What is distortion?

Linear perspective tutorials like drawabox often mention distortion, but never define it. Wikipedia defines distortion for photography and optics and they seem related, but I want a definition specifically for drawing.

• Hi d_iv, can you cite a few references? What distortion exactly are you talking about? The visual distortion in the links you give can be applied to perspective construction, but why do you want a definition, specifically?
– Joachim
Commented Feb 9, 2022 at 6:19
• Added a link to a relevant tutorial. I want a definition because supposedly distortion is bad. Without knowing the definition I can't identify it, and if I can't identify it, I can't correct it.
– d_iv
Commented Feb 9, 2022 at 17:06
• Do you have any reason to believe there's a special definition separate from the dictionary definition? dictionary.com/browse/distort Commented Feb 9, 2022 at 17:42
• I agree with Allison C. It seems like if the author meant something different from the common definition, they would have been more explicit in defining and explaining it. When the term is used in different specialties, the meaning doesn't change, just how it commonly manifests in that application or medium. Commented Feb 9, 2022 at 19:00
• I think the word "distortion" is misleading and incorrect. In the article you linked, it's a limitation of a system we have invented to recreate apparent visual depth/volume. It's neither a distortion within that system nor of what it represents (if this is something you'd consider an answer, I can elaborate this comment as an answer).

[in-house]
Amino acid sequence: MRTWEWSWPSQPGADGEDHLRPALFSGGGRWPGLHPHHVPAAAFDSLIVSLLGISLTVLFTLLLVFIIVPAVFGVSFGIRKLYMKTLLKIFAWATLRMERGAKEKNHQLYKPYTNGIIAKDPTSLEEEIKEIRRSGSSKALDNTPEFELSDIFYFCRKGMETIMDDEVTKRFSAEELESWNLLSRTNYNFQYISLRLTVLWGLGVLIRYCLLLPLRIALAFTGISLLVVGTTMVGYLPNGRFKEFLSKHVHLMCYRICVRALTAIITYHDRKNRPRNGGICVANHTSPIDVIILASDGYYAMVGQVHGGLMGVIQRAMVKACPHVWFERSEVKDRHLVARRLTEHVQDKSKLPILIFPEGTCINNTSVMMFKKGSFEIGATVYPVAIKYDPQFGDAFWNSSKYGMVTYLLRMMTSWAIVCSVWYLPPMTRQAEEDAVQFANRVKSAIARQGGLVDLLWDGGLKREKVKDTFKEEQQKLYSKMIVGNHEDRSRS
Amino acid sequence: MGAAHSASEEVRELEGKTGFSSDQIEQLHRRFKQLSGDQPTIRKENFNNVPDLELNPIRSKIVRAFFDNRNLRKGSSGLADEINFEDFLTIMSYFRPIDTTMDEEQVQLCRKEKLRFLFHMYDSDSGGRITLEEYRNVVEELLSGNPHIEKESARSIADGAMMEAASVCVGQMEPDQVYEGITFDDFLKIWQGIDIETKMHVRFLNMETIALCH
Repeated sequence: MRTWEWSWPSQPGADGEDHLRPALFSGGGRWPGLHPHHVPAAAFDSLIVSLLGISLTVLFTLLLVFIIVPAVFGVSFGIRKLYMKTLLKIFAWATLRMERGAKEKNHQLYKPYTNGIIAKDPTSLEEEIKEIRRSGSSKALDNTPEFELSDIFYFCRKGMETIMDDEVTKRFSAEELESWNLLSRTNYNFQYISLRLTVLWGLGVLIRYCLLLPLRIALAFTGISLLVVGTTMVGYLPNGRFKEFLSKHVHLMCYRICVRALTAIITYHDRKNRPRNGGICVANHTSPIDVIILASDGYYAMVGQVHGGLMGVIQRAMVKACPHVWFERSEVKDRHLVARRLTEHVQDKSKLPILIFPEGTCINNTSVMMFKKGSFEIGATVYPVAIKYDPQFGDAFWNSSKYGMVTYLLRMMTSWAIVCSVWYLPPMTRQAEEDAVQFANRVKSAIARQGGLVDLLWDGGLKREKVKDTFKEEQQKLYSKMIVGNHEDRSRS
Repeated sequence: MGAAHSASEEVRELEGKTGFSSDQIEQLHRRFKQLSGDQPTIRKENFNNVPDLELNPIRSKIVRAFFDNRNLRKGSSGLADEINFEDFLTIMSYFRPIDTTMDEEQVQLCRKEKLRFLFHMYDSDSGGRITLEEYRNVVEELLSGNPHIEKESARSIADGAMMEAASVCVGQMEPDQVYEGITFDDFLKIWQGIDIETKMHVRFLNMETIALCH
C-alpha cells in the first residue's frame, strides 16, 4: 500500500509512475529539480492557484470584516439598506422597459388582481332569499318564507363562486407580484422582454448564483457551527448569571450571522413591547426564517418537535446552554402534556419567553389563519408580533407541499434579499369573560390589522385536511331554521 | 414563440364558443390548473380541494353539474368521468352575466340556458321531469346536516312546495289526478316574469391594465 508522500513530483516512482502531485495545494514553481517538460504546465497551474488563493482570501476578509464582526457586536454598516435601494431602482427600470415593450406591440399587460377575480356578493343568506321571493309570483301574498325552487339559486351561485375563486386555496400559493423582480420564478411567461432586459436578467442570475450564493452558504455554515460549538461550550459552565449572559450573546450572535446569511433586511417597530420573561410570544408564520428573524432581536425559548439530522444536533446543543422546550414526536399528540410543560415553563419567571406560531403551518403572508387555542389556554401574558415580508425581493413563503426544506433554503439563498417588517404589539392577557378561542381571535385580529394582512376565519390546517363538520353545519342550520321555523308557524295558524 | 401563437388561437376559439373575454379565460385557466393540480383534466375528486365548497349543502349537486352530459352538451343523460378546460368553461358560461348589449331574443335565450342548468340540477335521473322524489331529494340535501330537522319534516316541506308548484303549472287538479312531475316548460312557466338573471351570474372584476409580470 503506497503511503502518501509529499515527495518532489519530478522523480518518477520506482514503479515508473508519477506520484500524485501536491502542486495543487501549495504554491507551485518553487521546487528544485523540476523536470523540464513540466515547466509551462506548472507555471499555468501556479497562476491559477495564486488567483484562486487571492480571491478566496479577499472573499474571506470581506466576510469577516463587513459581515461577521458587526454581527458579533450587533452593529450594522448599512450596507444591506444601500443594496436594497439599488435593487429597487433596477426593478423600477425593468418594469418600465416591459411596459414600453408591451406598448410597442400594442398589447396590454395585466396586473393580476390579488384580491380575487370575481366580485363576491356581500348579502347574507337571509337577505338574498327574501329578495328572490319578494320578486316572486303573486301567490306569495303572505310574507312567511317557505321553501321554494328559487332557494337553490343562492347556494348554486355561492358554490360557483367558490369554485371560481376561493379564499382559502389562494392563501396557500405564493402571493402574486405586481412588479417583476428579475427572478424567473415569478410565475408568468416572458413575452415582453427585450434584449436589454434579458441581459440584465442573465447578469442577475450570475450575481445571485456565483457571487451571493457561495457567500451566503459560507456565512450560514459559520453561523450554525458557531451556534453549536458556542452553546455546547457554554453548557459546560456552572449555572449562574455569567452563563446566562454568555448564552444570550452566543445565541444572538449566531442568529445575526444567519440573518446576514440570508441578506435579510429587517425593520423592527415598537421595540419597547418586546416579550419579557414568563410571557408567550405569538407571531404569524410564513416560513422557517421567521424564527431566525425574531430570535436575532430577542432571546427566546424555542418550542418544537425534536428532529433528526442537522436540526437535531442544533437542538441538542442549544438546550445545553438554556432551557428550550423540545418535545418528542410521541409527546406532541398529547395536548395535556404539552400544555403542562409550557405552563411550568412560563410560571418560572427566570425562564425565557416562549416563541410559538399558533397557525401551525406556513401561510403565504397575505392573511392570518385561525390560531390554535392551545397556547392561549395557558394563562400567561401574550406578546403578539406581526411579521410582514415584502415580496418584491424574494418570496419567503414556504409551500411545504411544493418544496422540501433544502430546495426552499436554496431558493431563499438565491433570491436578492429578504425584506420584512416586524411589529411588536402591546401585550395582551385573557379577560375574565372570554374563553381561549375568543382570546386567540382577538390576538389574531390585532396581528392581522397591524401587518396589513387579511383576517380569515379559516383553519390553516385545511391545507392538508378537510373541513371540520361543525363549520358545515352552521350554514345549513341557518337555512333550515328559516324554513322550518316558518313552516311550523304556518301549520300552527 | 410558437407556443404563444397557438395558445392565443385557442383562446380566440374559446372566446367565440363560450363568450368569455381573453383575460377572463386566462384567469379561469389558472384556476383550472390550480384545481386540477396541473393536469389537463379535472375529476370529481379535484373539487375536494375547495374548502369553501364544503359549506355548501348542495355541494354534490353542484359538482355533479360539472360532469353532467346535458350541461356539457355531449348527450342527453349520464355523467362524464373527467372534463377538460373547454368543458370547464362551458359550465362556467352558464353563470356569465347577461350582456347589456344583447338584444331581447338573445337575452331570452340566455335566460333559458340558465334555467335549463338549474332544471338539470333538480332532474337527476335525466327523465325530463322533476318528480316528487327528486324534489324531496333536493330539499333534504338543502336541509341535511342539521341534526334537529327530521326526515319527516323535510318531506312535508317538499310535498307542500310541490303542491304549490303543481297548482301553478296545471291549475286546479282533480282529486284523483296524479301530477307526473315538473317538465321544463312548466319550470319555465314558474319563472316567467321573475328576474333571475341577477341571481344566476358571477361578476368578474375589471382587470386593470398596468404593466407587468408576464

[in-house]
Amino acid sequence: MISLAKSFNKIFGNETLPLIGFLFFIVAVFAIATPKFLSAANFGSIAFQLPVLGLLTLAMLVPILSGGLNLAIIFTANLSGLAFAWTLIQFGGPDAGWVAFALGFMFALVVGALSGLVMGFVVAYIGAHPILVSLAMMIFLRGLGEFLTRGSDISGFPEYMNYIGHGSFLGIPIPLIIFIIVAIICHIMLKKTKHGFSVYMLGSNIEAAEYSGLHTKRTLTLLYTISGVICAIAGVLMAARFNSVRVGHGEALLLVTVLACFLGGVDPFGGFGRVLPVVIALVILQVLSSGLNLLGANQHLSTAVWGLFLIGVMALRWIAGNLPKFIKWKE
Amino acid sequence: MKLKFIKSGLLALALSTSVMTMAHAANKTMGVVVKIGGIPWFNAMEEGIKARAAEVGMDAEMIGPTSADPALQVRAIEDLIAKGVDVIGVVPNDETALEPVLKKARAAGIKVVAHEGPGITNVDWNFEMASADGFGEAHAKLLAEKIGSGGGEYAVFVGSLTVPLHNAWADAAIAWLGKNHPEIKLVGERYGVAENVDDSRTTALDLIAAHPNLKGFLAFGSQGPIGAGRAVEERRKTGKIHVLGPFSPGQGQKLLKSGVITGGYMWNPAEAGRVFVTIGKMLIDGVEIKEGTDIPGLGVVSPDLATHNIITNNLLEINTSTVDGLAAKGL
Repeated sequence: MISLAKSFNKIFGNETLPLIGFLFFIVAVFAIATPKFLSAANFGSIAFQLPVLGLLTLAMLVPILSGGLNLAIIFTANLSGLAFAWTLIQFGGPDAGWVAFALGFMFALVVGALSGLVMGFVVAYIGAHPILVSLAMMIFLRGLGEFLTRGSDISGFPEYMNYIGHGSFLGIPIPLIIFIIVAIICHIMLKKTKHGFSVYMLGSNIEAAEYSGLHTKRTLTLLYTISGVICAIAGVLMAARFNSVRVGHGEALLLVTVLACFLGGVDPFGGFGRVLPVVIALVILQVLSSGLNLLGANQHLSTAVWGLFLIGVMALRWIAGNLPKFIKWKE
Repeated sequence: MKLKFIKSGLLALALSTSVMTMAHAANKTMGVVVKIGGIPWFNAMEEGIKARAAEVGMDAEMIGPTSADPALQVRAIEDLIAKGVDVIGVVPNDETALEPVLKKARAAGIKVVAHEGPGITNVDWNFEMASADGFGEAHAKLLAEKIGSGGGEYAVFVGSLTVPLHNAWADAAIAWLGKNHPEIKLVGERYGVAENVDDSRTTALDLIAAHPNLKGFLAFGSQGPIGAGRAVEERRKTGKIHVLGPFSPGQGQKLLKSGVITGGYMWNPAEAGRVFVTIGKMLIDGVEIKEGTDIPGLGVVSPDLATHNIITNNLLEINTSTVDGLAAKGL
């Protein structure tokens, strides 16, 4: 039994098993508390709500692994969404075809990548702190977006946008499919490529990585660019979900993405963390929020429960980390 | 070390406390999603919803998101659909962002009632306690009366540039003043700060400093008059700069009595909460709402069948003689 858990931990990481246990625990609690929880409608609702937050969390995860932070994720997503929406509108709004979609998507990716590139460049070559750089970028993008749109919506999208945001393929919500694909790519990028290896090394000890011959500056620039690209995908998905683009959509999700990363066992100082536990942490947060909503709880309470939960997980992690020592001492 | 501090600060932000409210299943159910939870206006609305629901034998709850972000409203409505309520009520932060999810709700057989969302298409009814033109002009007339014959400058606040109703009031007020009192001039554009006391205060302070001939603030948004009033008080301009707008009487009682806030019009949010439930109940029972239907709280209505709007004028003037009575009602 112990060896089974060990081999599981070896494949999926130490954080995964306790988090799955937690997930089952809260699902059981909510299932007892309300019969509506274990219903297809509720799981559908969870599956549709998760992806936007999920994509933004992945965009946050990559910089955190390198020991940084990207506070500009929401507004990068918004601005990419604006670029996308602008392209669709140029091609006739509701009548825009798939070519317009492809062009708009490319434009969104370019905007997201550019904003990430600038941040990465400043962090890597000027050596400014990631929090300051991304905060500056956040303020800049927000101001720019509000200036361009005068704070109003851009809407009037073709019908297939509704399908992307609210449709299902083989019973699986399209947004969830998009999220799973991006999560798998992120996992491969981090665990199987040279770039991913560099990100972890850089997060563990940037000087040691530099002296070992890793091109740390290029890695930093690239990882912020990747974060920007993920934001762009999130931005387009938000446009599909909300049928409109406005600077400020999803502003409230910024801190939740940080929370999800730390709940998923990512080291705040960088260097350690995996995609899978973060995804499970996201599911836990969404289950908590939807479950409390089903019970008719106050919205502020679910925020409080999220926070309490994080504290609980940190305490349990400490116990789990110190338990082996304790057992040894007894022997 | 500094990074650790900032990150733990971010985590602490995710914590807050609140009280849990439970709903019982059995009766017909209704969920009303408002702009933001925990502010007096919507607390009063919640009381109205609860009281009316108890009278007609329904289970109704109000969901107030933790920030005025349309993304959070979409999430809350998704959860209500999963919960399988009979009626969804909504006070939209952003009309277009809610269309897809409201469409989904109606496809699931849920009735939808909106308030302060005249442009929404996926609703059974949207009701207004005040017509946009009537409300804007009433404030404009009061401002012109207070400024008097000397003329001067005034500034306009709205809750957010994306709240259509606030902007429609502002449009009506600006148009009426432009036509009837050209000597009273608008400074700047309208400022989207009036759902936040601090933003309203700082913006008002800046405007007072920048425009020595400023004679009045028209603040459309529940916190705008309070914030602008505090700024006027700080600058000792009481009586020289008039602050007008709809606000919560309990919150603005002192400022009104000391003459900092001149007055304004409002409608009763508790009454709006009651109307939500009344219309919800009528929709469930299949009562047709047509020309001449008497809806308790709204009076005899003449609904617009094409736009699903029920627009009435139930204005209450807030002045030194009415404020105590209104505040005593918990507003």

– Joachim
Commented Feb 9, 2022 at 22:05

The distortion discussed in the Drawbox article are related to using a two point perspective in a manner that makes the object in the drawing look distorted.

Wikipedia has a nice article on the limitations of the two point perspective.

Perspective images are calculated assuming a particular vanishing point. In order for the resulting image to appear identical to the original scene, a viewer of the perspective must view the image from the exact vantage point used in the calculations relative to the image. This cancels out what would appear to be distortions in the image when viewed from a different point. These apparent distortions are more pronounced away from the center of the image as the angle between a projected ray (from the scene to the eye) becomes more acute relative to the picture plane.

The wiki article has this picture to illustrate misusing

The work shows a scene that provides many deliberate examples of confused and misplaced perspective effects. Although the individual components of the scene seem self-consistent, the scene itself can be classed as an example of an impossible object.

Partial list of "errors"

1. The man in the foreground's fishing rod's line passes behind that of the man behind him.
2. The sign is moored to two buildings, one in front of the other, with beams that show no difference in depth
3. The sign is overlapped by two distant trees.

The wiki article goes on to list many more errors in the picture - these are all examples of distortion